Intel Wi-Fi 6 is a standard AX201 card. And, we have a fingerprint scanner that’s pretty obviously embedded in the keyboard, it has its own dedicated key. There is no Windows Hello IR camera.
HP says the display on this is calibrated at the factory and it has a delta E of two or less. That is pretty good and they didn’t go for less because it’s pretty decent calibration.
It’s not a super wonderful spot-on calibration but it’s good enough probably for most people. If you’re really serious about your graphics work then you probably have a colorimeter anyway or you know to borrow one from work.
My one complaint about this display is the same as with almost all of HP’s higher-end laptops. The glossy display is too glassy-looking. There are a lot of reflectances and the default wallpaper that is shipped with, which already has a kind of dark and dithered look, didn’t help in any way.
So, if you boot it up and you see a sad-looking wallpaper there, change it before you make your judgment on the display. But glare is a reality with this one.
HP Envy 14-inch (2021) is available with full HD plus 1920×1200 and you can get 400 nits either way but touch or non-touch are the two options. No pen support with this one. I have the touch screen option on mine.
The rest of the metrics you can see below. They’re pretty good. The contrast is pretty decent on this. Color gamut is pretty nice in this price range as well. So, it’s a pleasant display, and if you’re looking to get into some photo or video editing and all that sort of thing the display is up to the job certainly. And, it looks very nice if you’re consuming media on it.
For a relatively compact laptop, the port situation is pretty good. Since this is Intel 11th gen we have one Thunderbolt 4 port which is also USB-C. So that handles display out, Thunderbolt docks, as well as USB-C dock. So, that’s good to see.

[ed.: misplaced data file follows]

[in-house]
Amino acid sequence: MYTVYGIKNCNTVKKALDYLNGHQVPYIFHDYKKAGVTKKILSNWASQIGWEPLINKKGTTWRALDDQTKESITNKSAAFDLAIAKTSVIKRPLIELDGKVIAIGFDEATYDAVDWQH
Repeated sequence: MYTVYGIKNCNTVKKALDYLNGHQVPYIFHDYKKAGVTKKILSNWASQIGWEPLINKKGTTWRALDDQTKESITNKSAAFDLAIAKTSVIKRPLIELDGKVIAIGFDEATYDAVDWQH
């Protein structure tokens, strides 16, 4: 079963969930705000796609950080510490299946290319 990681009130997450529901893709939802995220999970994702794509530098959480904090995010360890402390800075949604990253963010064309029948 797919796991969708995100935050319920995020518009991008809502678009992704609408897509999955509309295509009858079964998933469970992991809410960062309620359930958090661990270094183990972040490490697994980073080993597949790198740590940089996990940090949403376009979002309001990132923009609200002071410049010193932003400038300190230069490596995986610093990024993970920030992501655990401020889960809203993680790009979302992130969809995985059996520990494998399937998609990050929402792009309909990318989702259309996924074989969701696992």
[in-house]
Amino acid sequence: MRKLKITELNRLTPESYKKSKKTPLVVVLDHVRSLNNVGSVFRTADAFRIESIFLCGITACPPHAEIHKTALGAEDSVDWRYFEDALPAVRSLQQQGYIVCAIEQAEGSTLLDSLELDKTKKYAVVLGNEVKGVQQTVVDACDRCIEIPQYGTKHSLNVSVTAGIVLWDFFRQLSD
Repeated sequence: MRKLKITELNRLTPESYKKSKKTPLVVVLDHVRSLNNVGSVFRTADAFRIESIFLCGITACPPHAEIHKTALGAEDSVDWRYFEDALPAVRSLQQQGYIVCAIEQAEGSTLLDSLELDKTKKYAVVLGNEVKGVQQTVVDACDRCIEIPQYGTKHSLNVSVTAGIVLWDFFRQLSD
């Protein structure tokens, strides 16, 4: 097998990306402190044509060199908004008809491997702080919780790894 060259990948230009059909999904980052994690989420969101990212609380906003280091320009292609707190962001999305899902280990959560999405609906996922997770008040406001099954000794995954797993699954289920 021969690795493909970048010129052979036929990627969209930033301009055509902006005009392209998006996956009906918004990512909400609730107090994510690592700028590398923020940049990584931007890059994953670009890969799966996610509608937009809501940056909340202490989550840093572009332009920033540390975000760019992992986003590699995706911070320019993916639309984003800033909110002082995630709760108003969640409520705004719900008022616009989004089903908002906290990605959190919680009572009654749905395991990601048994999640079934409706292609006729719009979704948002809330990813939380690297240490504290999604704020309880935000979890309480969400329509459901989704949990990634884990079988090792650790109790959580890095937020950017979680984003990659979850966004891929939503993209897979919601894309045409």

We have two USB-A 3.1 ports. Those are five gigabits per second. HDMI 2.0, a headphone jack, and a MicroSD card slot. So no dongle life here and in that regard it’s a little more appealing than the Spectre X360 maybe.
And though it’s not per se a gaming laptop, most obviously, I know some of you do like to game a little bit and that GTX 1650 Ti Max-Q will get you there with older games or less demanding games or with your settings put to ‘Low’.
I mean, I wouldn’t pick this one for Cyberpunk 2077 but if you’re looking at playing something like Fortnite, absolutely not a problem. Actually, even Overwatch would work just fine.
It’s a 60-hertz refresh display so you’re not looking to push more frames than that unless you’re using a fancy external monitor anyway. So, in short, you can play a few games too.
HP Envy 14-inch (2021) is really designed for creators who are doing a bit more graphical work. Maybe you’re getting into rendering, Blender, that sort of stuff.
Sometimes dedicated graphics are not so good when it comes to battery life. Well, we have Nvidia Optimus Switchable Graphics here and these days Optimus does a pretty good job of turning off the dedicated GPU when you don’t really need it.
63-watt hour battery and 135-watt charger with a proprietary barrel pin-style connector, HP’s usual sort of bigger charger here, because it’s beyond the USB-C power delivery limit of 100 watts required.
Battery life on this is actually pretty good and so are charging times. It can charge fully in less than two hours from empty to full. But, in mixed productivity use (a little streaming video, a little bit of Photoshop, usual Office work, that sort of thing, with the display set to 200-nits) I was getting eight to nine hours.
Now, if you’re gonna do Premiere or anything that’s going to involve the dedicated GPU, you do expect the battery runtimes to go down a bit from that. But, yeah it’s not bad at all.
As per usual with HP, we have Bang & Olufsen branded stereo speakers and they’re pretty decent. The volume is pretty good on this. Don’t expect an amazing base, or something like that, but not too bad at all.
So, that’s the HP Envy 14 for 2021, the Spectre X360 might envy it for its power. Granted, it’s not a convertible, it’s not as thin and light as a Spectre X360, and there’s no OLED 4K option, but then this one’s a lot less expensive.
And again, in this price range this is going to be one of the ones to beat for those who are looking for some graphics power in a nice, classy, well-built machine.
HP Envy 14-inch (2021)